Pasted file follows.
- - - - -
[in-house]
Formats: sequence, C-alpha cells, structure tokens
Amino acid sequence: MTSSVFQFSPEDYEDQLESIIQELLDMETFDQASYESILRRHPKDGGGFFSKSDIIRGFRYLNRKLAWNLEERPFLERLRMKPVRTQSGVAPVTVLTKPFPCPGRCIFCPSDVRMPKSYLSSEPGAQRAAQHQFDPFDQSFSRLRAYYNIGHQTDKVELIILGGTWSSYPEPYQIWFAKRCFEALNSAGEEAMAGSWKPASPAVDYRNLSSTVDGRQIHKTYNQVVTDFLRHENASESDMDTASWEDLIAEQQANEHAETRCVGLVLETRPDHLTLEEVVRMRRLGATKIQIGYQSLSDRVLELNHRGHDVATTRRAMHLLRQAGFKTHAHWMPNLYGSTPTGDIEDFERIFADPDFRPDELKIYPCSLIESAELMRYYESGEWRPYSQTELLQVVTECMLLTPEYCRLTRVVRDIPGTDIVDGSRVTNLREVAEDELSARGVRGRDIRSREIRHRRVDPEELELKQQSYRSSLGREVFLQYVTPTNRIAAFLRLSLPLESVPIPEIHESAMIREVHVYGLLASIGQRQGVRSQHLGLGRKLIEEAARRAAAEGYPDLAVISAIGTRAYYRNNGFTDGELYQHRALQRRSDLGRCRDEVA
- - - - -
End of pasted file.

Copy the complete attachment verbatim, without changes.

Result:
[in-house]
Formats: sequence, C-alpha cells, structure tokens
Amino acid sequence: MTSSVFQFSPEDYEDQLESIIQELLDMETFDQASYESILRRHPKDGGGFFSKSDIIRGFRYLNRKLAWNLEERPFLERLRMKPVRTQSGVAPVTVLTKPFPCPGRCIFCPSDVRMPKSYLSSEPGAQRAAQHQFDPFDQSFSRLRAYYNIGHQTDKVELIILGGTWSSYPEPYQIWFAKRCFEALNSAGEEAMAGSWKPASPAVDYRNLSSTVDGRQIHKTYNQVVTDFLRHENASESDMDTASWEDLIAEQQANEHAETRCVGLVLETRPDHLTLEEVVRMRRLGATKIQIGYQSLSDRVLELNHRGHDVATTRRAMHLLRQAGFKTHAHWMPNLYGSTPTGDIEDFERIFADPDFRPDELKIYPCSLIESAELMRYYESGEWRPYSQTELLQVVTECMLLTPEYCRLTRVVRDIPGTDIVDGSRVTNLREVAEDELSARGVRGRDIRSREIRHRRVDPEELELKQQSYRSSLGREVFLQYVTPTNRIAAFLRLSLPLESVPIPEIHESAMIREVHVYGLLASIGQRQGVRSQHLGLGRKLIEEAARRAAAEGYPDLAVISAIGTRAYYRNNGFTDGELYQHRALQRRSDLGRCRDEVA